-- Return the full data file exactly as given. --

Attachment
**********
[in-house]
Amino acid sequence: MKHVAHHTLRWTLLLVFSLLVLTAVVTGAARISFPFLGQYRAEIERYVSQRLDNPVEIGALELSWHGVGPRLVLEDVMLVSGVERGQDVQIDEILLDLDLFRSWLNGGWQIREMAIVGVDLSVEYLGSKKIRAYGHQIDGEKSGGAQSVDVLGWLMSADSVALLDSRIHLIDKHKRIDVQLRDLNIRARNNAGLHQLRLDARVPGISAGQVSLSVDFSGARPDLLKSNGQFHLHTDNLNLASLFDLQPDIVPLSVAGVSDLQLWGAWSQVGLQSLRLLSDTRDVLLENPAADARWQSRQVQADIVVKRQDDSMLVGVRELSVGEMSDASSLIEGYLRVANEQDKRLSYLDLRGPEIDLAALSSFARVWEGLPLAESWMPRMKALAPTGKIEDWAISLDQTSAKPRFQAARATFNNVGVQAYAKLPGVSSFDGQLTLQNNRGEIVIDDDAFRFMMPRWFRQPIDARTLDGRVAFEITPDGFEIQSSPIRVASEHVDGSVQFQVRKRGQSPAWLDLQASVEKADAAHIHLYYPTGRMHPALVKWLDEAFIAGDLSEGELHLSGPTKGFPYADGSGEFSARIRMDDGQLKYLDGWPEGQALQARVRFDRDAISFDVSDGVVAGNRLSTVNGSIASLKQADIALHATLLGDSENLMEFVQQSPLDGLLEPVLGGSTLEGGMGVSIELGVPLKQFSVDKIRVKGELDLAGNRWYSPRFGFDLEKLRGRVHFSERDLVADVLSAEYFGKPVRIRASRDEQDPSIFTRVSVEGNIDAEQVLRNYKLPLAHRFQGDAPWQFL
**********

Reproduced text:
[in-house]
Amino acid sequence: MKHVAHHTLRWTLLLVFSLLVLTAVVTGAARISFPFLGQYRAEIERYVSQRLDNPVEIGALELSWHGVGPRLVLEDVMLVSGVERGQDVQIDEILLDLDLFRSWLNGGWQIREMAIVGVDLSVEYLGSKKIRAYGHQIDGEKSGGAQSVDVLGWLMSADSVALLDSRIHLIDKHKRIDVQLRDLNIRARNNAGLHQLRLDARVPGISAGQVSLSVDFSGARPDLLKSNGQFHLHTDNLNLASLFDLQPDIVPLSVAGVSDLQLWGAWSQVGLQSLRLLSDTRDVLLENPAADARWQSRQVQADIVVKRQDDSMLVGVRELSVGEMSDASSLIEGYLRVANEQDKRLSYLDLRGPEIDLAALSSFARVWEGLPLAESWMPRMKALAPTGKIEDWAISLDQTSAKPRFQAARATFNNVGVQAYAKLPGVSSFDGQLTLQNNRGEIVIDDDAFRFMMPRWFRQPIDARTLDGRVAFEITPDGFEIQSSPIRVASEHVDGSVQFQVRKRGQSPAWLDLQASVEKADAAHIHLYYPTGRMHPALVKWLDEAFIAGDLSEGELHLSGPTKGFPYADGSGEFSARIRMDDGQLKYLDGWPEGQALQARVRFDRDAISFDVSDGVVAGNRLSTVNGSIASLKQADIALHATLLGDSENLMEFVQQSPLDGLLEPVLGGSTLEGGMGVSIELGVPLKQFSVDKIRVKGELDLAGNRWYSPRFGFDLEKLRGRVHFSERDLVADVLSAEYFGKPVRIRASRDEQDPSIFTRVSVEGNIDAEQVLRNYKLPLAHRFQGDAPWQFL